In Steve Burns’ video celebrating the 25th anniversary of “Blue’s Clues,” he addresses the audience by apologizing for his departure from the show in 2002 (which was explained, to the viewers, by claiming he “went off to college”). Burns, in character, then praises the viewer for all they’ve done in their time since growing up with Blue. “And then look at you, and look at all you have done, and all you have accomplished in all that time. And it’s just, it’s just so amazing, right?” he said. “I mean, we started out with clues, and now, it’s what? Student loans, and jobs, and families? And some of it has been kind of hard, you know? I know you know.”
In addition to the kindness shown in the video, and the reminder that we have grown up with some challenges along the way, the video is genius in that Burns is still in character as “Steve.” He speaks just as he did to us when we were young, with his classic verbal traits like pausing after a statement to give the viewer time to respond.
Twitter users appreciated his awareness that his viewers had grown up, and how he tied childhood to adulthood in a simple, raw and realistic manner. “It’s honestly nice hearing Steve still talking to us in character after all these years,” a user commented below the original video. “No matter how much time has passed since we said goodbye, it just makes the next time we say hello all the more joyful.”
Other users followed suit, flooding the comments with equally heartfelt responses to the video. “Hearing Steve again… takes me back to a time when happiness felt so simple and kindness came so easily,” said another touched viewer. “To the kids who were tiny back when I was, in the 90s/00s, please keep being kind to yourselves, even if no one else is. Don’t stop believing in you.”
That’s why “Blue’s Clues” was, and is, so special to kids both now and then. It interacted with the audience knowing that they would grow to be adults, but not without joys and challenges, too. The show respected the child viewers as people who could develop in a multitude of different ways, rather than as one distant and unreachable person, and intended to foster a lasting relationship between the characters and the viewers that endured long after the final episode. No matter who the viewer was, Steve and the other characters believed in them.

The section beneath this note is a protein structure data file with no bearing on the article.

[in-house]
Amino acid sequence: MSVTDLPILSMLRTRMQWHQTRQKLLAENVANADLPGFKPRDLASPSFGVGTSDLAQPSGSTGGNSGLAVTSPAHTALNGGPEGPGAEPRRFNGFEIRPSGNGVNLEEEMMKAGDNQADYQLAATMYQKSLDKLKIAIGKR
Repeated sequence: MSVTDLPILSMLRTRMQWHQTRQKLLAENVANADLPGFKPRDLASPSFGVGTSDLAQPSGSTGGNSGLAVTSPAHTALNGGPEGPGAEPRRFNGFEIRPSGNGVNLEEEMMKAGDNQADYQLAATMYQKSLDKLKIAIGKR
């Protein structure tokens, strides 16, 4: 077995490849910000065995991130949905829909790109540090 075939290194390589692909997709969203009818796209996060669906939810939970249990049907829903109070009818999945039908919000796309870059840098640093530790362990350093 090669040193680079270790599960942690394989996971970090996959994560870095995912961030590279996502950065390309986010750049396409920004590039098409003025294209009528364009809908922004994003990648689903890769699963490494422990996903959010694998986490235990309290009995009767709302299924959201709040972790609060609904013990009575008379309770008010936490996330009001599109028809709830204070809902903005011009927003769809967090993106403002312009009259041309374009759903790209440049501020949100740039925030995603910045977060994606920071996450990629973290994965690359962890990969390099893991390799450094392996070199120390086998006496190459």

Each episode not only aimed to entertain the audience while encouraging imaginative thoughts, but they also taught us a bit about the world we would encounter when we got older. Episodes about other cultures, the use of sign language and celebrations such as Kwanzaa or Hanukkah taught young viewers how to be curious about the people around us, how to build connections with others with welcome arms.
But perhaps more subtly, “Blue’s Clues” braced us for the realities of growing up. With Steve’s departure in 2002, many viewers were left confused or sad about Steve leaving the show for college. Why did he have to leave, and what would we ever do without him? For most, the show was never quite the same without him, but his exit also brought a few lessons. College was something anyone could do, if they used their minds well enough, and sometimes change was for the better, no matter how much it hurt to go through with it.
“Out of all of the show’s attempts to tell those at home about music, or math, or to encourage problem-solving, it’s most infamous lesson was also its most important: that time waits for no one,” said creator Quinton Reviews in a YouTube video titled “What Blue’s Clues Really Taught Us.” He analyzes the scope of Steve’s influence, and goes on to say, “Throughout your life, you’re going to meet a lot of people like Steve. Kind, caring people who make your day a little brighter. Then sometimes that has to end, and that can hurt a lot, but you have to keep moving. ‘Blue’s Clues’ taught me that nothing is forever, and that’s okay.”
The Clues That Stick With Us
“When we use our minds, and take a step at a time, we can do anything that we want to do!” said the lyrics to one of Steve’s most iconic songs.
Though the original “Blue’s Clues” audience has now grown, we’ve been impacted enough by the show to be transported back to our childhoods with the simple reminder that Steve was there to help us understand the world we now live in. As adults, many of us can appreciate that we’ve gotten to where we are because of influential shows like “Blue’s Clues,” which helped prepare us to create bonds, solve problems and enjoy whatever situation is thrown our way.
If watching “Blue’s Clues” was one of your fondest childhood memories, remember that you can do anything you want to do. The world is yours now, and the lessons from your childhood will stick with you for as long as you allow them.